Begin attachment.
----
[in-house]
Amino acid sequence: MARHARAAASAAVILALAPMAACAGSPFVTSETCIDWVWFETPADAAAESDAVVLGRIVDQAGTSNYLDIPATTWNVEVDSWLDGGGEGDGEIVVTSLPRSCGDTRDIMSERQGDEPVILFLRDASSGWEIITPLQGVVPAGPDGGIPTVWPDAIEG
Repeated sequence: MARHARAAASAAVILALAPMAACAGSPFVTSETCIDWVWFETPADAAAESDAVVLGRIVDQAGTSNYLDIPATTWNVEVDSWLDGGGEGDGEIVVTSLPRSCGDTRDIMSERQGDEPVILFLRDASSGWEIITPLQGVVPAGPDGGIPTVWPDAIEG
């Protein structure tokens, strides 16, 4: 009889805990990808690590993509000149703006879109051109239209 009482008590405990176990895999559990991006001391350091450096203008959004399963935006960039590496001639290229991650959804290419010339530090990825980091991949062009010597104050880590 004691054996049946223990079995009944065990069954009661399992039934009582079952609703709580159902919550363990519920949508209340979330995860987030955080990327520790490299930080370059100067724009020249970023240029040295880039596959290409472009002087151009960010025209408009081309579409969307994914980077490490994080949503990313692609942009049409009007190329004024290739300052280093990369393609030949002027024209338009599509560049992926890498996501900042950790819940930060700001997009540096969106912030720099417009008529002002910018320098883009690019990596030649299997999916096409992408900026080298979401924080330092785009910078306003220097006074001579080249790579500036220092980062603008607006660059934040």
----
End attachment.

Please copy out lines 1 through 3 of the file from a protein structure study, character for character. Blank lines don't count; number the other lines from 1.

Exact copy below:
[in-house]
Amino acid sequence: MARHARAAASAAVILALAPMAACAGSPFVTSETCIDWVWFETPADAAAESDAVVLGRIVDQAGTSNYLDIPATTWNVEVDSWLDGGGEGDGEIVVTSLPRSCGDTRDIMSERQGDEPVILFLRDASSGWEIITPLQGVVPAGPDGGIPTVWPDAIEG
Repeated sequence: MARHARAAASAAVILALAPMAACAGSPFVTSETCIDWVWFETPADAAAESDAVVLGRIVDQAGTSNYLDIPATTWNVEVDSWLDGGGEGDGEIVVTSLPRSCGDTRDIMSERQGDEPVILFLRDASSGWEIITPLQGVVPAGPDGGIPTVWPDAIEG